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Articles By Giulia McDonnell Nieto del Rio

New York Immigrant Communities Primary category in which blog post is published

Tax Preparers Charge Up to $600 To Send Applications for the Excluded Workers Fund

Tax preparers are taking advantage of The Excluded Workers Fund to charge immigrants for preparing applications, a service nonprofits offer for free

Politics Primary category in which blog post is published

Cuomo’s Pardon Saved This Woman From Deportation, but the Process Is Still a Mystery

In a final act as Governor, Andrew Cuomo pardoned Catherine Valdez and four others, staving off their deportations for now

Español Primary category in which blog post is published

Contadores cobran hasta $600 para ayudar con las solicitudes del Fondo para Trabajadores Excluidos

Aunque las aplicaciones del Fondo para Trabajadores Excluidos se pueden postular gratuitamente, contadores y notarios en Nueva York se están aprovechando para cobrar dinero a inmigrantes que buscan postular las solicitudes.

Immigration Detention Primary category in which blog post is published

New Jersey is the First East Coast State to Ban Further Contracts with ICE

New Jersey will no longer allow public or private entities to enter into new contracts to house detained immigrants in the state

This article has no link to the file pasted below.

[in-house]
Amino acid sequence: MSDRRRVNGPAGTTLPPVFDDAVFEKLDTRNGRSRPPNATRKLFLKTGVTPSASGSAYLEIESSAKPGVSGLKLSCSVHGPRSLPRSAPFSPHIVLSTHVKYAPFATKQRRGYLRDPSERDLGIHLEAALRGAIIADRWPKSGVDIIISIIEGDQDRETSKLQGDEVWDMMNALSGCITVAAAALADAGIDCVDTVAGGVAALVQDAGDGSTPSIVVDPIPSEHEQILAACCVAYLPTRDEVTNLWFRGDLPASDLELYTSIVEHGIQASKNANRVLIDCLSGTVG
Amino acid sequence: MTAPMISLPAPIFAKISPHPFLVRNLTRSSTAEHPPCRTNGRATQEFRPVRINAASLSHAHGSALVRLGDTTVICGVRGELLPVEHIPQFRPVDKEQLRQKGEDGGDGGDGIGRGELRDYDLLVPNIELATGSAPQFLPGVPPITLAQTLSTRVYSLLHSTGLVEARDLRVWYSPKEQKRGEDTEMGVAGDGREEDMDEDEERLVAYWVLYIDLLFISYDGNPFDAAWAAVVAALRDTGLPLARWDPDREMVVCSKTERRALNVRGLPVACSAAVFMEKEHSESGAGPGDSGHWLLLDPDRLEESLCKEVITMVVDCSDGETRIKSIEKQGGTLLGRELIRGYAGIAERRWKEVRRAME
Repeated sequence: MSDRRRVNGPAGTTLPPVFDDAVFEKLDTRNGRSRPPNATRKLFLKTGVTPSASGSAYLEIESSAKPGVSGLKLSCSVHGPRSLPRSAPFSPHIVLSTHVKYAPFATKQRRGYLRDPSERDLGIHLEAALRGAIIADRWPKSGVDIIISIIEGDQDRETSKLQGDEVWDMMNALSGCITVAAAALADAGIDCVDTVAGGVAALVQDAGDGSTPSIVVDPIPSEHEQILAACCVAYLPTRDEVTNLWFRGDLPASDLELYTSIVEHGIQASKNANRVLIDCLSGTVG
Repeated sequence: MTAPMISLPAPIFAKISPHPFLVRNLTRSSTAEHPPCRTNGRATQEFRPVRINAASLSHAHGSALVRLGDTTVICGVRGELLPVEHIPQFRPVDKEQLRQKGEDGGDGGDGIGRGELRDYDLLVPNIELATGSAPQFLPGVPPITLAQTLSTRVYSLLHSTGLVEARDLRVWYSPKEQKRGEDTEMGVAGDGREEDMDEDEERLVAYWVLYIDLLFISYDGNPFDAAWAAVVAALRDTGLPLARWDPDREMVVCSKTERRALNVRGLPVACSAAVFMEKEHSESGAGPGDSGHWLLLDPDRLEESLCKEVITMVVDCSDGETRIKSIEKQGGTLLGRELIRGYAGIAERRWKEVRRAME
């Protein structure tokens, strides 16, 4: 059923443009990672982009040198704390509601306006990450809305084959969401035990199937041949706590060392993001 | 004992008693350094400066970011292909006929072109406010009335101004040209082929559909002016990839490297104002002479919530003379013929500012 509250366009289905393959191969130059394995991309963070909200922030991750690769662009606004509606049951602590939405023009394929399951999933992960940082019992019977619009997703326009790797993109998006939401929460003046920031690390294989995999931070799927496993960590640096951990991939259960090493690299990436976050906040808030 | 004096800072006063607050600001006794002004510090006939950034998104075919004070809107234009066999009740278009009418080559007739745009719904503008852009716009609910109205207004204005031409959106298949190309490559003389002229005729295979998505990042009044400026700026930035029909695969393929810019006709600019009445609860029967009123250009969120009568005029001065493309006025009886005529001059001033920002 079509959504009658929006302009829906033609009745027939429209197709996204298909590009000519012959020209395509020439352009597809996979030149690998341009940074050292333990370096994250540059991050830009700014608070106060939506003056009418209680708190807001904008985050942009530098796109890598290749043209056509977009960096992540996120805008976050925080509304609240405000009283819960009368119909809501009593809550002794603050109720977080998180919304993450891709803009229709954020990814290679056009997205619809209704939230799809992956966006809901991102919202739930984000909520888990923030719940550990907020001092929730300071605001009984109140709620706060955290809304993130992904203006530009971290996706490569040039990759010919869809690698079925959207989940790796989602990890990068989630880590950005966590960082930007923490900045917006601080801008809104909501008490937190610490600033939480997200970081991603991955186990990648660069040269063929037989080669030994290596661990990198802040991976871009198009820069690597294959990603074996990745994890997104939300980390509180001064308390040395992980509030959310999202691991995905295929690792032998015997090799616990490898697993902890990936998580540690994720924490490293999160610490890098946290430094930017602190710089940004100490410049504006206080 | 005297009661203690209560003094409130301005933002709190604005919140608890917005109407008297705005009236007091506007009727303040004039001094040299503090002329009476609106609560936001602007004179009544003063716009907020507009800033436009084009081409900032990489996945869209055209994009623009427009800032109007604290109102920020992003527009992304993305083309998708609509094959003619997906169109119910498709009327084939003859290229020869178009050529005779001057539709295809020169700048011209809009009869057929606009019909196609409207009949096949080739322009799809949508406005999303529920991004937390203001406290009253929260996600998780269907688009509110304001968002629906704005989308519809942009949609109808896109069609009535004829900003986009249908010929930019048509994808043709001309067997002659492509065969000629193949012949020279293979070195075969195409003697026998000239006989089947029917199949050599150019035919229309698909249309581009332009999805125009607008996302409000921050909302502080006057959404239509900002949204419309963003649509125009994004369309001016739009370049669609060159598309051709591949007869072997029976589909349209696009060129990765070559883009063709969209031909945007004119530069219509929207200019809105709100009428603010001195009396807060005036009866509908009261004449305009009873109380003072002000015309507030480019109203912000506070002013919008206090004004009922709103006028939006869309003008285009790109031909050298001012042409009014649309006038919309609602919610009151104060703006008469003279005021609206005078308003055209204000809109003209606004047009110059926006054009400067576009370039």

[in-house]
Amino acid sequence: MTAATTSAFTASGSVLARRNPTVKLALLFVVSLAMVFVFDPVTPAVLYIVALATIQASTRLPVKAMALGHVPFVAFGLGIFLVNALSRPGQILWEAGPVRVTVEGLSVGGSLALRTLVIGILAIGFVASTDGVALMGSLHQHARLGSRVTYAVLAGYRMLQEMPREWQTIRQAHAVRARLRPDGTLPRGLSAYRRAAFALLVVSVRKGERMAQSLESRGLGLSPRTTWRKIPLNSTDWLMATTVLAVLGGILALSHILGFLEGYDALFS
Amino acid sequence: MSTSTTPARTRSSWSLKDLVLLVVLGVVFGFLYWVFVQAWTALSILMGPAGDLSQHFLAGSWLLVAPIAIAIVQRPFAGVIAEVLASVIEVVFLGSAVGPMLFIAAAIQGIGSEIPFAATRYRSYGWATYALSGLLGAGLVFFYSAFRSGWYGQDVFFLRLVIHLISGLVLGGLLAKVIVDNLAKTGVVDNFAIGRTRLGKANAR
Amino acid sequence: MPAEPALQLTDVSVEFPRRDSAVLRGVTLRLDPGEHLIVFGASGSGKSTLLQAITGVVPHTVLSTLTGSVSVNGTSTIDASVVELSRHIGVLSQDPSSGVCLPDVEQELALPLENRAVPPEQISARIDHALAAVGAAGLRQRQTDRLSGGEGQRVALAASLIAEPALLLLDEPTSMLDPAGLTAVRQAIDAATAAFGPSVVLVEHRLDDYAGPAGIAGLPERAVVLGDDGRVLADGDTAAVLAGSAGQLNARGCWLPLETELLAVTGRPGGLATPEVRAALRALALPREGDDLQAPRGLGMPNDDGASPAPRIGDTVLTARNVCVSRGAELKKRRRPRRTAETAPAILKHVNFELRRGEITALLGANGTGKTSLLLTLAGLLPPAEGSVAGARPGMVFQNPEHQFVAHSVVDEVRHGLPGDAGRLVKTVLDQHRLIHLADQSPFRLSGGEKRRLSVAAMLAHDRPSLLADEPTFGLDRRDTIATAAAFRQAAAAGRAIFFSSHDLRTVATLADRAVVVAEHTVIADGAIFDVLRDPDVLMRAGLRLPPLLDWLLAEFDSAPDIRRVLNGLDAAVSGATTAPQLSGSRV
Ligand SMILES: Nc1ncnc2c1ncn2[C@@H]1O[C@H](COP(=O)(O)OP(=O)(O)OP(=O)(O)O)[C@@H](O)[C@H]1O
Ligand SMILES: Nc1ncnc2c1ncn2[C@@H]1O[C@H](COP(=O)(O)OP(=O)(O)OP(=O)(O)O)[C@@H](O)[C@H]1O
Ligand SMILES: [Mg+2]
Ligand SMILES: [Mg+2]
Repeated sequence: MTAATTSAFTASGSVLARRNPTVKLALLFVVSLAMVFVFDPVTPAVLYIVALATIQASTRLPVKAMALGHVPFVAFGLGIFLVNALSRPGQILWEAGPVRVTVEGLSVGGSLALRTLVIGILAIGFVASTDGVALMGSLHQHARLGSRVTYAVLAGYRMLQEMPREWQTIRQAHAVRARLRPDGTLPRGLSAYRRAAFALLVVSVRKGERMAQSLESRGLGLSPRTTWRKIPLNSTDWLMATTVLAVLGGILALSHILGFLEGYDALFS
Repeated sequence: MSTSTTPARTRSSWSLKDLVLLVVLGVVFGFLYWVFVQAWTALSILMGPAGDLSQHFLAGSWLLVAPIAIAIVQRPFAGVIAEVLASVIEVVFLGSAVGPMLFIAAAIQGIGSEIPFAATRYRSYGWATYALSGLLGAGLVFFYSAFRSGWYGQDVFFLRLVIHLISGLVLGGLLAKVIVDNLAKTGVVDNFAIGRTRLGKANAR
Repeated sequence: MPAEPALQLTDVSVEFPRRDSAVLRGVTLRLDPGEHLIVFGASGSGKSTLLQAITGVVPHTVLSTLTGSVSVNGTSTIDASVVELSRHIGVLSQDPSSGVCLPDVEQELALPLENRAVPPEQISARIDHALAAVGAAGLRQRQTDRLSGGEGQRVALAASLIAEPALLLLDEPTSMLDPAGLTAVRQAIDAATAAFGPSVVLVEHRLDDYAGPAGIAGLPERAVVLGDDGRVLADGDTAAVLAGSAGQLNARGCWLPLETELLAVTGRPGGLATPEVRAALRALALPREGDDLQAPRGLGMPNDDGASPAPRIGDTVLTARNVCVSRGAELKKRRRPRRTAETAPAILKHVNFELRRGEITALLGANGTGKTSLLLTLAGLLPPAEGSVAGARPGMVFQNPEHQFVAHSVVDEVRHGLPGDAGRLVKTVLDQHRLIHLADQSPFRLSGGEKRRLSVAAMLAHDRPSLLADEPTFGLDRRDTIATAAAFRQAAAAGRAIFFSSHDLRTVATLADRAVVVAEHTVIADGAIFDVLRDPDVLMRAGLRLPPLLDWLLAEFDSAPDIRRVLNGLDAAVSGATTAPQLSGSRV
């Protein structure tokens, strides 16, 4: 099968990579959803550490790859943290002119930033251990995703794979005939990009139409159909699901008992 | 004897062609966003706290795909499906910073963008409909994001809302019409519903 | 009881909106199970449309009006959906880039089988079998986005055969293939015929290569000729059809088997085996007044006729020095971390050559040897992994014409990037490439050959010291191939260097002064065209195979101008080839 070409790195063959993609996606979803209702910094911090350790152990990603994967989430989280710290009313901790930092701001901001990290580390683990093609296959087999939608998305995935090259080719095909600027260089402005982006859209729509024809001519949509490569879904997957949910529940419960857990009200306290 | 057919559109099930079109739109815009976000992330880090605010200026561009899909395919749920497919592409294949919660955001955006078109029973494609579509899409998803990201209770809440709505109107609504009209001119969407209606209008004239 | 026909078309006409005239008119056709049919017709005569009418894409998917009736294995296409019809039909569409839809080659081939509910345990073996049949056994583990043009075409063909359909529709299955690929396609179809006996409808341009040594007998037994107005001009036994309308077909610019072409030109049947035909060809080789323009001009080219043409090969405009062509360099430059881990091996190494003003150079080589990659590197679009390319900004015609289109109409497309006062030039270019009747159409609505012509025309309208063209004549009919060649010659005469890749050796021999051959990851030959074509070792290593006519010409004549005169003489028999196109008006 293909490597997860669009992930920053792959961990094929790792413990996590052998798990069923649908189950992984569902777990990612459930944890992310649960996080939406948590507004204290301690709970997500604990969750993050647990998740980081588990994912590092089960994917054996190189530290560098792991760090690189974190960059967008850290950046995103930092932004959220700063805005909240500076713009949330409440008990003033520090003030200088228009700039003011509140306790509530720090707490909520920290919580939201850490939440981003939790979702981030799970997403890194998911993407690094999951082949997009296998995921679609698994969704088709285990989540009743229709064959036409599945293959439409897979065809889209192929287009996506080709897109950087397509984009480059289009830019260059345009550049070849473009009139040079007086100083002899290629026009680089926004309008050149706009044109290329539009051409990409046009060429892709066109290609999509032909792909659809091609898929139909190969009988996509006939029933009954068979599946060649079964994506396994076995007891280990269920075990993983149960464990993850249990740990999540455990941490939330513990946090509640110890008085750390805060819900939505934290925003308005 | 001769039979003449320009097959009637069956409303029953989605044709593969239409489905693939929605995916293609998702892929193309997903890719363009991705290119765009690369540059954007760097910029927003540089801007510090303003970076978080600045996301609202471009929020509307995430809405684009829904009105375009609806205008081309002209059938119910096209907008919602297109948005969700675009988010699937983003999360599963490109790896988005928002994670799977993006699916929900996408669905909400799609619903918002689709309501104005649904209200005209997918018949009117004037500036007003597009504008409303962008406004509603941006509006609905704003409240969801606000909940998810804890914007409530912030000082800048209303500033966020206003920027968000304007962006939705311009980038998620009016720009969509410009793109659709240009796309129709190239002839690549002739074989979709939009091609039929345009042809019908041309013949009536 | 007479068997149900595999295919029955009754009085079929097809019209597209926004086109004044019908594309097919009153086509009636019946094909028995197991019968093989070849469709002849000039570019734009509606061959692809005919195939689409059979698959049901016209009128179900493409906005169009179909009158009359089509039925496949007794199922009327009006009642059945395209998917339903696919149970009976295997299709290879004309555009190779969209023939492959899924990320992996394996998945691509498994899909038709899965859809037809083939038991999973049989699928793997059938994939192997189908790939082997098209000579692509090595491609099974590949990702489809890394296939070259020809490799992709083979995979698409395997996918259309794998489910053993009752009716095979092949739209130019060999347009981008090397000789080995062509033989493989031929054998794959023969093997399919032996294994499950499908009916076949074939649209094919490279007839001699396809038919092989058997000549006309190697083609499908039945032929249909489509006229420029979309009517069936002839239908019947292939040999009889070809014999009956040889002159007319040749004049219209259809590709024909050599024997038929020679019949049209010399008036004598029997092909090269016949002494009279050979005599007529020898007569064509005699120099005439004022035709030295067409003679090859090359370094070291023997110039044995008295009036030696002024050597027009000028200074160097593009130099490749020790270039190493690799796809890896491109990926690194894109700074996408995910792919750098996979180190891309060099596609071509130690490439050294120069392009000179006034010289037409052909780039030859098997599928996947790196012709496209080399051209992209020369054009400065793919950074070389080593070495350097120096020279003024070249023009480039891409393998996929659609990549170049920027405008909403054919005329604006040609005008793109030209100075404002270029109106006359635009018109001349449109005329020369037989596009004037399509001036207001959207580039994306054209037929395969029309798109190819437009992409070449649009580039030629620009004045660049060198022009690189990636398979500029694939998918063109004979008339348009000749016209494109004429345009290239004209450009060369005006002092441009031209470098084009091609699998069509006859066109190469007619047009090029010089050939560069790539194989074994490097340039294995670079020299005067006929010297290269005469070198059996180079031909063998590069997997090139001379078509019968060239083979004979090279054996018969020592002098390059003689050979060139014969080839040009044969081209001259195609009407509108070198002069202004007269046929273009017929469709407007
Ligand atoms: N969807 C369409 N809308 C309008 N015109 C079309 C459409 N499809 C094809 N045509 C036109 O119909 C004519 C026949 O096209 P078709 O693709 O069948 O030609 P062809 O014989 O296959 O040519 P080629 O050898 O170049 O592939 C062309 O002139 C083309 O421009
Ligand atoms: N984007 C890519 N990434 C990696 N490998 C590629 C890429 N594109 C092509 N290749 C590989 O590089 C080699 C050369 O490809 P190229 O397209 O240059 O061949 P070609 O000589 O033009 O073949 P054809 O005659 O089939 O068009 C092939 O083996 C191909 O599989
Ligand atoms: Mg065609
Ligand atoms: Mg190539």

Immigration Detention Primary category in which blog post is published

ICE Quietly Extends Elizabeth Detention Center Contract With CoreCivic

While advocates pressure Gov. Murphy to end new ICE detention contracts, CoreCivic extended its contract until 2023.

Coronavirus Primary category in which blog post is published

Far Rockaway Has the Lowest Vaccination Rate in the City. Here’s Why

Misinformation and a fear of missing out on work are preventing residents from getting the COVID-19 vaccine in the geographically isolated neighborhood of Far Rockaway, Queens.

Immigration Court Primary category in which blog post is published

Court Cases in New York Are Scheduled Out to 2023, Leaving Asylum Seekers Hopeless

For immigrants who have already been waiting years to appear before an immigration judge for asylum cases, pushing dates back even further can have an array of negative consequences. Witnesses can be harder to find, facts become more difficult to recall and the mental toll of waiting in limbo for years can be crushing, advocates said.